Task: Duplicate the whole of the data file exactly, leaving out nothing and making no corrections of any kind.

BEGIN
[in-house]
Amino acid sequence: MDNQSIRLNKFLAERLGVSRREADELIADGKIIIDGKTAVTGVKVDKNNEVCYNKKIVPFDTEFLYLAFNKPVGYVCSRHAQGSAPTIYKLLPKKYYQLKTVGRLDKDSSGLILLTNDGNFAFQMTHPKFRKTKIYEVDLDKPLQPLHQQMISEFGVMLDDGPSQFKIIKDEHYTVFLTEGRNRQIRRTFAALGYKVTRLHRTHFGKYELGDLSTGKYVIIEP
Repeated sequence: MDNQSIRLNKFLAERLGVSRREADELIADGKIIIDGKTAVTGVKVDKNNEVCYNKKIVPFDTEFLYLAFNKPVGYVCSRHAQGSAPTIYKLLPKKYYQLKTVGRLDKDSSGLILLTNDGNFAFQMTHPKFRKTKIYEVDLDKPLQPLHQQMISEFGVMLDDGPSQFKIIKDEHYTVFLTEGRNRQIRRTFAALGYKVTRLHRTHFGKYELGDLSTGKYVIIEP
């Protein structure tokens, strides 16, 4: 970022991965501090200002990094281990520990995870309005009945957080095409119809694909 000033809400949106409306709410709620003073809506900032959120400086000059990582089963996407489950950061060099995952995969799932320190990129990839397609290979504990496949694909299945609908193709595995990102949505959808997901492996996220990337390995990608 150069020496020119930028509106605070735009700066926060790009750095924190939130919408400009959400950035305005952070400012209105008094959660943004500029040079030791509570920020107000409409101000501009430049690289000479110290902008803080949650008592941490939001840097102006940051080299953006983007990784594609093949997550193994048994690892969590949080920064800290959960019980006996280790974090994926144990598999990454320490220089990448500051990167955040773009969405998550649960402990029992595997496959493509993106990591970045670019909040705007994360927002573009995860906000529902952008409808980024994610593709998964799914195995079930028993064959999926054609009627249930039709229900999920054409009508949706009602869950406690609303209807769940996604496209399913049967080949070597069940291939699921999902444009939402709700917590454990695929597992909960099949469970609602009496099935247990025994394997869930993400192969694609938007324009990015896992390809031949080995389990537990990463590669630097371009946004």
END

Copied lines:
[in-house]
Amino acid sequence: MDNQSIRLNKFLAERLGVSRREADELIADGKIIIDGKTAVTGVKVDKNNEVCYNKKIVPFDTEFLYLAFNKPVGYVCSRHAQGSAPTIYKLLPKKYYQLKTVGRLDKDSSGLILLTNDGNFAFQMTHPKFRKTKIYEVDLDKPLQPLHQQMISEFGVMLDDGPSQFKIIKDEHYTVFLTEGRNRQIRRTFAALGYKVTRLHRTHFGKYELGDLSTGKYVIIEP
Repeated sequence: MDNQSIRLNKFLAERLGVSRREADELIADGKIIIDGKTAVTGVKVDKNNEVCYNKKIVPFDTEFLYLAFNKPVGYVCSRHAQGSAPTIYKLLPKKYYQLKTVGRLDKDSSGLILLTNDGNFAFQMTHPKFRKTKIYEVDLDKPLQPLHQQMISEFGVMLDDGPSQFKIIKDEHYTVFLTEGRNRQIRRTFAALGYKVTRLHRTHFGKYELGDLSTGKYVIIEP
């Protein structure tokens, strides 16, 4: 970022991965501090200002990094281990520990995870309005009945957080095409119809694909 000033809400949106409306709410709620003073809506900032959120400086000059990582089963996407489950950061060099995952995969799932320190990129990839397609290979504990496949694909299945609908193709595995990102949505959808997901492996996220990337390995990608 150069020496020119930028509106605070735009700066926060790009750095924190939130919408400009959400950035305005952070400012209105008094959660943004500029040079030791509570920020107000409409101000501009430049690289000479110290902008803080949650008592941490939001840097102006940051080299953006983007990784594609093949997550193994048994690892969590949080920064800290959960019980006996280790974090994926144990598999990454320490220089990448500051990167955040773009969405998550649960402990029992595997496959493509993106990591970045670019909040705007994360927002573009995860906000529902952008409808980024994610593709998964799914195995079930028993064959999926054609009627249930039709229900999920054409009508949706009602869950406690609303209807769940996604496209399913049967080949070597069940291939699921999902444009939402709700917590454990695929597992909960099949469970609602009496099935247990025994394997869930993400192969694609938007324009990015896992390809031949080995389990537990990463590669630097371009946004």